Obesity is a major issue in developed countries. Regulating thyroid hormones is a growingly popular adjunct in a comprehensive approach towards weight loss. Despite growing popularity, there is a lack of knowledge about underlying pathways. This review investigates the thermogenic properties of thyroid hormone on brown adipose tissue (BAT), white adipose tissue (WAT) and the hypothalamus. Current evidence about potential inducers of thermogenesis and potential clinical implications for weight loss are explored.
Thyroid hormone production is tightly regulated and clinical manifestations of thyroid system dysfunction are well known. Production of thyroid hormone is maintained by negative feedback loops in the anterior pituitary and the hypothalamus (Figure 1). This represents an important homeostatic center, known as the hypothalamus-pituitary-thyroid (HPT) axis.1 The thyroid secretes iodothyronines under stimulation of thyroid releasing hormone (TRH) and thyroid stimulating hormone (TSH). Thyroid hormones include 3′,5′,3,5-L-tetraiodothyronine (T4), 3′,5,3-L-triiodothyronine (T3), 3′,5′,3-L-triiodothyronine (rT3), and 3,5-L-diiodothyronine (T2). T4 is the dominant iodothyronine secreted by the thyroid and it is regulated by various intracellular pathways.2 Notably, 5′-deiodinase type 2 (D2) is an important enzyme found in the hypothalamus, white adipose tissue (WAT), and brown adipose tissue (BAT). It is essential for converting T4 to the more biologically active form T3.3 The interaction of T3 with its nuclear receptors in target cells results in increased rate of DNA transcription, which induces changes in mRNA, protein, and cellular function.2,4 One of the various physical manifestations of these molecular changes is the production of heat. Thyroid hormones play an integral role in thermogenesis and in maintaining body temperature. Indeed, core body temperature is often regarded as a proxy for metabolic status. As such, maintaining an optimal basal metabolic rate is strongly influenced by thyroid health. In this review, we discuss the thermogenic properties of thyroid hormones and how their use may be ideal to improve the lives of patients with various chronic illnesses, such as obesity and metabolic syndrome.
The subject of this review is the thermogenic mechanisms of thyroid hormones. Thyroid hormones play an essential role in homeothermia. Hypofunction or hyperfunction of thyroid hormones is associated with clinically significant cold and heat intolerances.5 Homeothermic species have basal and adaptive mechanisms to ensure a normal range of core body temperature. Since they often live in external temperature environments that are non-thermoneutral. Thermoneutrality is defined as the range of environmental temperatures in which basal thermogenesis is adequate in maintaining core body temperature without the need to recruit any adaptive mechanisms.5 Various evolutionary thermogenic mechanisms exist to create heat beyond our basal metabolic rate and are critical in maintaining core body temperature (TC).5,6 Thermogenic mechanisms are under both thyroid and neural control; the activation of these is dependent on the discrepancy between ambient temperature and core body temperature.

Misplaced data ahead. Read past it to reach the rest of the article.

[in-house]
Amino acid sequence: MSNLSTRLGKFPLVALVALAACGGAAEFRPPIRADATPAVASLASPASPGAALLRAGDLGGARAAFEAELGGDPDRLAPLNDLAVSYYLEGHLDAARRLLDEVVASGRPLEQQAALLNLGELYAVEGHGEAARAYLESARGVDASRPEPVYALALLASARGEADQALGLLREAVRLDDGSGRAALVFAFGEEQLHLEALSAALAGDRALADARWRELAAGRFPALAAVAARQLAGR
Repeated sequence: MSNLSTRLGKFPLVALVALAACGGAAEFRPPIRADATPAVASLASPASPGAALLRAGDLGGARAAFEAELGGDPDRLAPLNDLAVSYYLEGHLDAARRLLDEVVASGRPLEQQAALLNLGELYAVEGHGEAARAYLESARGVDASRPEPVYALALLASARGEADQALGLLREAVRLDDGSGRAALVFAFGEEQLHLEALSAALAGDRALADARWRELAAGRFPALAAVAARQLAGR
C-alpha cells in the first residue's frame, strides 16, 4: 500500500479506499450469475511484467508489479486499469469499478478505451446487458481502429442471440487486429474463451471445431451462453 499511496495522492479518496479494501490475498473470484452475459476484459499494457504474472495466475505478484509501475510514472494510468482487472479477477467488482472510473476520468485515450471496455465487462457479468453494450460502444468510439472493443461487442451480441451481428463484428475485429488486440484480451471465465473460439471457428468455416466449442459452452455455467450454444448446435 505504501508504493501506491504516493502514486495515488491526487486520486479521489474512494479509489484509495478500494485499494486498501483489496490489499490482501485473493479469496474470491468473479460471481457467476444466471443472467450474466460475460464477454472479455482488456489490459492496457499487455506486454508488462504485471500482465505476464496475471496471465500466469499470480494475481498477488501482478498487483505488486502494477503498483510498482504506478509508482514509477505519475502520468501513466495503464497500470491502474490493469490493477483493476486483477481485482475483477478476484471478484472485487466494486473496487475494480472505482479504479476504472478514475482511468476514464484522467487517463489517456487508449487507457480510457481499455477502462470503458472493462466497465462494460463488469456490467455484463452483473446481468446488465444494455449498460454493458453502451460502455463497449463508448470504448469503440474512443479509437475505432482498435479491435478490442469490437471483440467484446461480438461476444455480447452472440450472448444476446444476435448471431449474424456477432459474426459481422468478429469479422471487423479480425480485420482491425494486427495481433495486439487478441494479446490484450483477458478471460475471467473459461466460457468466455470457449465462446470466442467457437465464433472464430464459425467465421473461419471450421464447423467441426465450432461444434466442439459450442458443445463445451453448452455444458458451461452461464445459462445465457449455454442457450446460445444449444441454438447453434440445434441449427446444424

THYROID HORMONE AND BASAL THERMOGENESIS
Basal thermogenesis is defined as the heat created irrespective of ambient temperature, and is also known as basal metabolic rate. Basal thermogenesis is a byproduct of life-sustaining biochemical reactions. There is an innate inefficiency with the utilization of energy, notably adenosine triphosphate (ATP), that results in energy loss as heat.
THYROID HORMONE AND ADAPTIVE THERMOGENESIS
Adaptive thermogenesis is created on demand to maintain TC and allows for greater capacity to live in variable temperature environments. Both shivering and non-shivering mechanisms comprise adaptive thermogenesis. Non-shivering thermogenic mechanisms are more energy dependent but do not impair locomotion. They are controlled by the central nervous system (CNS), when cold-sensitive thermoreceptors are stimulated and norepinephrine is released.7 Adaptive thermogenesis represents the metabolic rate change in response to environment, nutritional modifications, and body composition. It includes activity-related energy expenditure (AEE), diet-induced thermogenesis, cold-induced thermogenesis, and resting energy expenditure (REE). Adaptive thermogenesis, most notably REE in humans, is influenced by thyroid hormones, leptin, and the sympathetic nervous system (SNS). Nutritional starvation results in reduced T3 by way of peripheral thyroid metabolism and the HPT axis.1,4,8 Thyroid thermogenesis is important in the following tissues: BAT, WAT, and the hypothalamus.9
THYROID THERMOGENESIS AND BROWN ADIPOSE TISSUE
Until recently, the presence of BAT had been established in humans up until infancy and was long accepted to be absent in adults.10–14 In 2009, this hypothesis was challenged when F-fluorodeoxyglucose (18F-FDG) positron-emission tomographic (n=2640) and computed tomographic (PET-CT) scans (n=1972) were evaluated for the presence of BAT. The results demonstrated that women were more than two times likely to have detectable BAT than men (7.5% vs. 3.1%, respectively). It was also found that the presence of BAT is inversely proportionate to age, body-mass index and ambient temperatures.15